Facts about Sanitation in NicaraguaAlthough Nicaragua is the largest country in Central America, it is also one of the poorest nations in the region. Its mountainous location presents a challenge when considering the development of infrastructure necessary for a functioning water and sanitation system. Although access to resources has been a persistent challenge, the following 10 facts about sanitation in Nicaragua explain the country’s upward trajectory of living conditions and a patchwork of support.

10 Facts about Sanitation in Nicaragua

  1. Improved Sanitation Coverage. Access to improved sanitation in the past 30 years has increased significantly. In 1990, Nicaragua had 44 percent overall sanitation coverage. As of 2015, that number increased to 68 percent, according to data collected by the Pan American Health Organization (PAHO) and the World Health Organization (WHO).
  2. Improved Drinking-water Source Coverage. Driven by the Millennium Development Goals of the United Nations (U.N.), Nicaragua has managed to increase access to drinking-water coverage from 73 percent to 87 percent of the population between 1990 to 2015.
  3. Urban vs. Rural Coverage. Like in many countries, access to sanitary services depends on location and economic status. This is even more apparent for the Nicaraguan population, which has a high coverage gap of 22 percent between rural and urban areas in basic sanitary services. Nevertheless, the gap has decreased somewhat over time. It is down from a 28 percent gap in 2000.
  4. Climate factors. Nicaragua is situated in what is called the “Dry Corridor” of Central America, leaving it exposed to heavy drought. To compound, the negative factors of “El niño” warming the surface temperatures has prolonged these dry spells and intensified storms. The consequence of these abnormalities makes it harder to travel for water pick-up, so families try to store water indoors. This leads to communicable diseases such as diarrhea. Luckily, humanitarian organizations have not been largely hindered by climate-related occurrences and continue to offer services such as new sanitation projects toward greater coverage.
  5. WaterAid and WASH (Water, Sanitation and Hygiene). Created by the United Nations Children’s Fund (UNICEF), WASH is a global effort to promote access to clean water, sanitation and hygienic practices to those in need. WaterAid is the biggest international nonprofit organization to exclusively promote WASH. It has intervened in principalities lacking water systems to connect 24,000 to clean water sources, 9,600 with toilets in their homes and 55,000 with hygiene education since 2011.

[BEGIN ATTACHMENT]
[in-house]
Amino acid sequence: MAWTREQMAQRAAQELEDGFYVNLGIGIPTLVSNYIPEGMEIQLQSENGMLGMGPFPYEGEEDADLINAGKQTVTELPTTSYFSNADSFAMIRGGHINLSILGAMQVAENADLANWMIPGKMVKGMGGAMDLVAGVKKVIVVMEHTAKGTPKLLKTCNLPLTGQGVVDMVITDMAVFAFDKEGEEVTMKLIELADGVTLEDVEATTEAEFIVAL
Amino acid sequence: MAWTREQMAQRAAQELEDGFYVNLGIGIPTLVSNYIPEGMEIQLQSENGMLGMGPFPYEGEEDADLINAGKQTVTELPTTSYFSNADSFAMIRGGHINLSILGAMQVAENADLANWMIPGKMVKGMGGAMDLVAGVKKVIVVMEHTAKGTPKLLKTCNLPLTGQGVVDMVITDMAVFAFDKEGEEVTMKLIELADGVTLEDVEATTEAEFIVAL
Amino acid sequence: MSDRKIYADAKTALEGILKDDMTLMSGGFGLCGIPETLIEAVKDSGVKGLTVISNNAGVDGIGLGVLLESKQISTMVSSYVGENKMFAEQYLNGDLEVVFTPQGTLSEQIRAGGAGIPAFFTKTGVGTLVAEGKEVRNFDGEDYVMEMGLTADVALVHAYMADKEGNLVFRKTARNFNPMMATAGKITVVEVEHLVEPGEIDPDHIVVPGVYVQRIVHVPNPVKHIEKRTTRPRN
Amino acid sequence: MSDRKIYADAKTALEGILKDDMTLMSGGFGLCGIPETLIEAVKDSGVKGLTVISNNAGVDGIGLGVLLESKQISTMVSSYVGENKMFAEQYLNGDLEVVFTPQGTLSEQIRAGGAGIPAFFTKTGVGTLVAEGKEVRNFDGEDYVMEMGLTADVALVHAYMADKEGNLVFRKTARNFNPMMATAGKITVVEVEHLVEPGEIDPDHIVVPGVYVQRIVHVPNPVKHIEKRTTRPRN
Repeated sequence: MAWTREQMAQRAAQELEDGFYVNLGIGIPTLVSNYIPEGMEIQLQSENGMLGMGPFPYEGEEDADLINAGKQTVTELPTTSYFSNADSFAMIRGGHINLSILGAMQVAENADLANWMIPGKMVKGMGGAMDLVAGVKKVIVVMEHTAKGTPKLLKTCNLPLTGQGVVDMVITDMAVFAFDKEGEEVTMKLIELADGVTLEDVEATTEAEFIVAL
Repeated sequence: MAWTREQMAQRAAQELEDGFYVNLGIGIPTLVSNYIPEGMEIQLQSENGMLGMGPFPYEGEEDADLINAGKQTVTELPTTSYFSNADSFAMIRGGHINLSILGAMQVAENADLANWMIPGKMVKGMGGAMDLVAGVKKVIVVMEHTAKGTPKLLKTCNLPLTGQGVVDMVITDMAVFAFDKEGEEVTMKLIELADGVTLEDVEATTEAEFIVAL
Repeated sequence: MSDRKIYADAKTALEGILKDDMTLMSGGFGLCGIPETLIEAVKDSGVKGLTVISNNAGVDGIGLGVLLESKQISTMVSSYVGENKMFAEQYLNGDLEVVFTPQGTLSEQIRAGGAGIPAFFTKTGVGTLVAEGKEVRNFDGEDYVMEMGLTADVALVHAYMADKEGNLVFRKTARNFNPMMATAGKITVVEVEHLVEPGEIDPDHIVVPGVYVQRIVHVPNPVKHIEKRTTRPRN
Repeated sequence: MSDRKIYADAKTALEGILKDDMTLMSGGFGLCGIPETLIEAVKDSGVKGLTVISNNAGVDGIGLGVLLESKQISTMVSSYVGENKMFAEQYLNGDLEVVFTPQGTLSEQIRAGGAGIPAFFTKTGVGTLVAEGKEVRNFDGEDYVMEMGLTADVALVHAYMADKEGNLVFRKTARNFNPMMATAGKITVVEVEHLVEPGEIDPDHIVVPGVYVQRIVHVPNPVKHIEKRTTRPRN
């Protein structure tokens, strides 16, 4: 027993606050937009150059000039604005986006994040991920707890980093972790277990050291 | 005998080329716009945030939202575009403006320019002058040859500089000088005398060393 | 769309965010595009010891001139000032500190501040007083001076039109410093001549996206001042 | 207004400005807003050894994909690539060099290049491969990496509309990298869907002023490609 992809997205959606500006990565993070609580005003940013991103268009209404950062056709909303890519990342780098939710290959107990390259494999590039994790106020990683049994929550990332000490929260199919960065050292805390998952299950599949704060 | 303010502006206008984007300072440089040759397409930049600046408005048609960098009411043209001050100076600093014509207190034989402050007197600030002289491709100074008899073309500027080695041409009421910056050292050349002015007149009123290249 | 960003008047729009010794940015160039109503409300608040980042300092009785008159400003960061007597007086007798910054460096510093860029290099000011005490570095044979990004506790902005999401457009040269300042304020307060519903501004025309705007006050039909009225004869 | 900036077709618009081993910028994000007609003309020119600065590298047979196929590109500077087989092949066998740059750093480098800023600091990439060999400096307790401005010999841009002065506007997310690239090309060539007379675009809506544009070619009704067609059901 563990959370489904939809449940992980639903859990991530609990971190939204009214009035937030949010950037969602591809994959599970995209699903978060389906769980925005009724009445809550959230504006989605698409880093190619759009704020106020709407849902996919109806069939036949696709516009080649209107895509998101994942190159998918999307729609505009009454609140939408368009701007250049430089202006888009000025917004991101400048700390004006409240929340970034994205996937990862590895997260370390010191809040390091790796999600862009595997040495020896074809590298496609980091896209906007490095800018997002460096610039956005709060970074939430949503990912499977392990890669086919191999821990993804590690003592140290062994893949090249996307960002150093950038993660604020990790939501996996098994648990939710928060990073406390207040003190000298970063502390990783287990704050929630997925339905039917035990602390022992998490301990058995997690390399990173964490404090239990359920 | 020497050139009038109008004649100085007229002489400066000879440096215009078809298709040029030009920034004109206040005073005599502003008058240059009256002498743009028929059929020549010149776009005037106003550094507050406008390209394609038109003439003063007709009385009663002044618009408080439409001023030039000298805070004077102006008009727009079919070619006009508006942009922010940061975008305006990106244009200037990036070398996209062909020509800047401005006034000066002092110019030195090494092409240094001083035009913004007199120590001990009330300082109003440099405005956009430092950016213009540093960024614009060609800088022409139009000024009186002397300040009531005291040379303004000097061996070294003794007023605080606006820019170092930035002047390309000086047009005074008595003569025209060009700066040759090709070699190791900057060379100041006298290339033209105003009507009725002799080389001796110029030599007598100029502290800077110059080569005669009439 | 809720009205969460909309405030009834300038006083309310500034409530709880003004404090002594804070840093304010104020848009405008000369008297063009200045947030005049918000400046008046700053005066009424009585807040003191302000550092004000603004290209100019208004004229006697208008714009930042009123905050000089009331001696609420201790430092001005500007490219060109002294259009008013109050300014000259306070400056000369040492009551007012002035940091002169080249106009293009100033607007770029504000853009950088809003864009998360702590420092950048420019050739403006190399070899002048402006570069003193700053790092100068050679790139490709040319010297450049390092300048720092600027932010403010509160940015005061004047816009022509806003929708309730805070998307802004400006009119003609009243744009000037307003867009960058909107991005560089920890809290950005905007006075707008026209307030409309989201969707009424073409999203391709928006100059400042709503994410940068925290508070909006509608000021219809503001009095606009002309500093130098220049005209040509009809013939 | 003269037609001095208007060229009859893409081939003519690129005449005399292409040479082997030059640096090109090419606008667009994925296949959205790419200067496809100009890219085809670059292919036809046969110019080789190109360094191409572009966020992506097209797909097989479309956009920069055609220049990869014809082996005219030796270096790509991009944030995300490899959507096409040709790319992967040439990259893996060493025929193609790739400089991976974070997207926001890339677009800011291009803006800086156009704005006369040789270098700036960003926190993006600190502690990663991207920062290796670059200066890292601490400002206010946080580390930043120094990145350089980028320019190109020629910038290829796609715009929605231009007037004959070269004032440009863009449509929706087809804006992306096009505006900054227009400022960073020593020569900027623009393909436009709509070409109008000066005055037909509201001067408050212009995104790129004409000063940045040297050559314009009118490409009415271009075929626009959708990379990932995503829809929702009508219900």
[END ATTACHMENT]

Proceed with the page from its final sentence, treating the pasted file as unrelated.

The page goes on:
6. Inter-American Development Bank (IDB). IDB is a Latin American regional bank with similar development goals to that of the World Bank. In order to finance the expansion of water and sanitation services, IDB loaned 11 Nicaraguan cities a total of $72 million for better access to potable water and sanitation facilities. The project is expected to bring clean drinking water to 65,000 people and benefit 31,000 with new sewage networks. These improvements in technical assistance and equipment will benefit 375,000 residents of the capital city, Managua.
  7. Water For People. Another nonprofit that is promoting the WASH initiative is Water For People. It works with district governments to construct water pipes and ensure their sustainability. It also started a microfinance approach by partnering with local institutions to train on how to offer loans for sanitation purposes. To promote better hygiene in schools, the organization partners with schools to bring hygiene programming into teacher-led activities. It helps parent-teacher associations to monitor its effectiveness. Water For People has brought reliable water services in two districts for more than 26,000 residents.
  8. American Nicaraguan Foundation (ANF). Founded in 1992, ANF is a nonprofit with the objective of reducing the ingestion of contaminated water and improving living conditions for Nicaraguans. Its projects have built sanitation facilities, wells, tap stands, rainwater collection and water filtration systems. In 2018 alone, ANF built 24 water wells, 711 sanitation facilities and more than 730 water taps, benefiting thousands of local residents.
  9. Faith-based nonprofits and agriculture. Since rural farmlands have poor access to water and sanitation, a number of churches in Nicaragua have partnered with local farmers to implement more sustainable farming practices that can protect the soil and water from pollution. Episcopal Relief & Development is a faith-based nonprofit. Its initiatives include crop diversity, increased food production, tree planting, constructing land ridges and ditches to reduce soil erosion and harvesting rainwater with micro-dams. The organization is currently working on a WASH project in Boaco to educate local communities on how to improve facilities and access to clean water.
  10. Esperança Projects. Esperança is a comprehensive nonprofit focused on health and education. Since 2001, it has been working in the northern region of Jinotega, a poor farming region of Nicaragua. Among its services, it provides clean water sources like wells to help limit water-borne diseases that disproportionately affect children, women and poor communities as they expose themselves to harm when traveling long distances for water. It also educates farmers on better agroecological techniques that leave water sources uncontaminated. Along with education, the organization provides families with seeds and livestock that help combat soil erosion and water pollution.